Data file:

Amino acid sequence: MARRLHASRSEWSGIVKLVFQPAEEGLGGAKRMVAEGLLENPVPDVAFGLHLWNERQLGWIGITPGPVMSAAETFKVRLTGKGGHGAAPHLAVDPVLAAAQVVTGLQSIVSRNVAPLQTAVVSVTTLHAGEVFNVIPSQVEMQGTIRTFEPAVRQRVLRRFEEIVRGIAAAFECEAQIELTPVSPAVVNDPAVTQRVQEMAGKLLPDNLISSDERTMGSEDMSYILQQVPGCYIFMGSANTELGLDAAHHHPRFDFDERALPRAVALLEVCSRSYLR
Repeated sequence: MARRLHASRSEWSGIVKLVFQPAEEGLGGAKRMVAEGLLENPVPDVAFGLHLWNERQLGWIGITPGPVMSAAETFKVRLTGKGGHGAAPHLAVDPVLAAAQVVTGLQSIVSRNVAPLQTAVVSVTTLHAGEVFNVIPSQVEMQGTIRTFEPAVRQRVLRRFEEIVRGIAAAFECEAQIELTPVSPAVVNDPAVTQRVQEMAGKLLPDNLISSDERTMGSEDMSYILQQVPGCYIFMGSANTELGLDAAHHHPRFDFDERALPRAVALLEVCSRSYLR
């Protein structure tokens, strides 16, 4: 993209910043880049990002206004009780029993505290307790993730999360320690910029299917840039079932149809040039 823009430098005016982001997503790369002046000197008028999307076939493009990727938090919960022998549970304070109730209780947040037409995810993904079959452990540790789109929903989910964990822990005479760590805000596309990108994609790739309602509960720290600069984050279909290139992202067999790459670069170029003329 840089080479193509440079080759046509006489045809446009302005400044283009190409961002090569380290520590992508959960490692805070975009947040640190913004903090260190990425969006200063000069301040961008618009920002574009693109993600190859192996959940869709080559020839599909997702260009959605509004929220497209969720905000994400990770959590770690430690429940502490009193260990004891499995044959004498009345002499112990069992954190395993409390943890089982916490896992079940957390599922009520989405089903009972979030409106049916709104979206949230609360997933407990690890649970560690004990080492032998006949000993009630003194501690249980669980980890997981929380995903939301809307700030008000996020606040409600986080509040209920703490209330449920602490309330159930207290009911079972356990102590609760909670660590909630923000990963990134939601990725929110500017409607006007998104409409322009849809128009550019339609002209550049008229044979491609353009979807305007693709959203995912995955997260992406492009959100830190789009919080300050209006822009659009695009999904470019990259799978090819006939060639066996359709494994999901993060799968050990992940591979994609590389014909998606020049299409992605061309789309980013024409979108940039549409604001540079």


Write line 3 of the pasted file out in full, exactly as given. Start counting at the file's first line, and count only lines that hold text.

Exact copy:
């Protein structure tokens, strides 16, 4: 993209910043880049990002206004009780029993505290307790993730999360320690910029299917840039079932149809040039 823009430098005016982001997503790369002046000197008028999307076939493009990727938090919960022998549970304070109730209780947040037409995810993904079959452990540790789109929903989910964990822990005479760590805000596309990108994609790739309602509960720290600069984050279909290139992202067999790459670069170029003329 840089080479193509440079080759046509006489045809446009302005400044283009190409961002090569380290520590992508959960490692805070975009947040640190913004903090260190990425969006200063000069301040961008618009920002574009693109993600190859192996959940869709080559020839599909997702260009959605509004929220497209969720905000994400990770959590770690430690429940502490009193260990004891499995044959004498009345002499112990069992954190395993409390943890089982916490896992079940957390599922009520989405089903009972979030409106049916709104979206949230609360997933407990690890649970560690004990080492032998006949000993009630003194501690249980669980980890997981929380995903939301809307700030008000996020606040409600986080509040209920703490209330449920602490309330159930207290009911079972356990102590609760909670660590909630923000990963990134939601990725929110500017409607006007998104409409322009849809128009550019339609002209550049008229044979491609353009979807305007693709959203995912995955997260992406492009959100830190789009919080300050209006822009659009695009999904470019990259799978090819006939060639066996359709494994999901993060799968050990992940591979994609590389014909998606020049299409992605061309789309980013024409979108940039549409604001540079």